But I think there's yet an additional layer for female doctors.  I can't quite put my finger on what it's made of, but it's there.  

When people find out you're a doctor - that's if you can even get around to meeting new people in the first place - sometimes their whole vibe toward you can change.  It's almost imperceptible, but there's a turn somewhere.  It's there. A pulling back, maybe, or the inexplicable sudden presence of an invisible veil between you and the person you'd like to befriend who happens not to be a physician.

I'm not sure why that happens, or even if I'm making something out of nothing.  Women-doctors want to hang out and watch chick flicks as much as any group of women friends, or go to cafes to chat, or cook together.  Why the sudden barriers?

I have a friend - a drop-dead gorgeous, brilliant, super-sweet, supportive-beyond-measure, talented, couldn't-be-nicer friend, fellow-mom, and fellow-physician - who meets with a group of women on a regular basis to engage in a much-enjoyed activity.  She told me that for a long time she didn't tell the other members of the group she was a doctor.  She was concerned they might not be as relaxed, or their attitude to her might change, with the knowledge of her profession.  I have another, newer friend - also multi-talented, also a fellow-mom and physician, very nice, with lots of different interests - who has observed a shift in others when she strikes up a conversation but then reveals that she's a doctor.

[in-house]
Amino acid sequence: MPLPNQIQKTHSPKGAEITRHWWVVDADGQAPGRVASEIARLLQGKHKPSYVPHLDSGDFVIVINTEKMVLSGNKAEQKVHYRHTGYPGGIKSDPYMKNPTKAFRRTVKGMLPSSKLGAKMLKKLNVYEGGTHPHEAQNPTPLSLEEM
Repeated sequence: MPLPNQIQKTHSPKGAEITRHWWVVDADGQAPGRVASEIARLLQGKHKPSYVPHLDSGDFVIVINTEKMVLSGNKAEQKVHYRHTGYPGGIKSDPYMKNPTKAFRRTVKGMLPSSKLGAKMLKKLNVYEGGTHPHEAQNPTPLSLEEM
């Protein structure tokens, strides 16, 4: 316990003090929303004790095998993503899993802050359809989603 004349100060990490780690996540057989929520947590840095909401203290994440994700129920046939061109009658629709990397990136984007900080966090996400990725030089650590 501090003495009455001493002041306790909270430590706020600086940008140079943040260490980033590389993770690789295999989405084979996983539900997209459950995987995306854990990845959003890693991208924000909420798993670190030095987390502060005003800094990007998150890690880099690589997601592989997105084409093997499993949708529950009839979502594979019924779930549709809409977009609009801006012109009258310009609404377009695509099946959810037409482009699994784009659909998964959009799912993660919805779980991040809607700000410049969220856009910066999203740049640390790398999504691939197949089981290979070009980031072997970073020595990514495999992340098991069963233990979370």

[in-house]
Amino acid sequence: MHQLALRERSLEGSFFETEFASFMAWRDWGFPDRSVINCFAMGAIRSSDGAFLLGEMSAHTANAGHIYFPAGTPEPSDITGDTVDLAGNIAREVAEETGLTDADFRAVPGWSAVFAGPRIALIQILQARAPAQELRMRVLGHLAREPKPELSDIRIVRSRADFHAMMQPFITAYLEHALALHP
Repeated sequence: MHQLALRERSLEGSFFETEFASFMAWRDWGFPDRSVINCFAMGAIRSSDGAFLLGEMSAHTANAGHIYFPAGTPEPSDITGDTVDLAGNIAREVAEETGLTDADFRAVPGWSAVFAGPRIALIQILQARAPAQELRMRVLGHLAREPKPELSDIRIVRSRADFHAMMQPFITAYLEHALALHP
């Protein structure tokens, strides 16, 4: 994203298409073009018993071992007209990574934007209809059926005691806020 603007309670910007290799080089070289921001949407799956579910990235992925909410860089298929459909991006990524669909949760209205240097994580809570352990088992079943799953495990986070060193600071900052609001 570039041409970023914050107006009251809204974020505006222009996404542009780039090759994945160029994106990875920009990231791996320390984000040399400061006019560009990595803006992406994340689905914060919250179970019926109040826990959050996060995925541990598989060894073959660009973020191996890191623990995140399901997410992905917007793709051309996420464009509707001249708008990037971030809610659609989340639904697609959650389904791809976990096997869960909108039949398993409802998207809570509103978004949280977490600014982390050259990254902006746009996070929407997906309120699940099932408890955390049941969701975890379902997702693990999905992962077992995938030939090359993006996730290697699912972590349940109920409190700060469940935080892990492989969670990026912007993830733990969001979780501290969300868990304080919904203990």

I don't think we're all just imagining this.  There's something about us female physicians that seems to make some people hesitate to get too close, which makes making friends even harder in the context of busy, demanding lives juggling work and family.  I tried googling "women doctors" and "friendship" to see if I could learn more, but no one seems to be talking about this much, or I'm not looking in the right places, or no one else thinks there's an issue.

Do male physicians experience anything similar?  Am I just being over-sensitive?  I don't know.  But I do think the whole subject of physicians and friendship in general, and women doctors in particular, is worth exploring.  

Wednesday, May 27, 2009

Future Mother in Medicine?

I was reading a story on the Washington Post about a girl graduating high school with 13 years of perfect attendance. She has not missed one day of school in 13 years.

It's easy enough to say that this is a great accomplishment, one to be proud of, but I'd actually say it's a little bit scary that such a young person feels so driven that they did not stay home once since the age of 5. *cough cough* Sound a little familiar to some of you?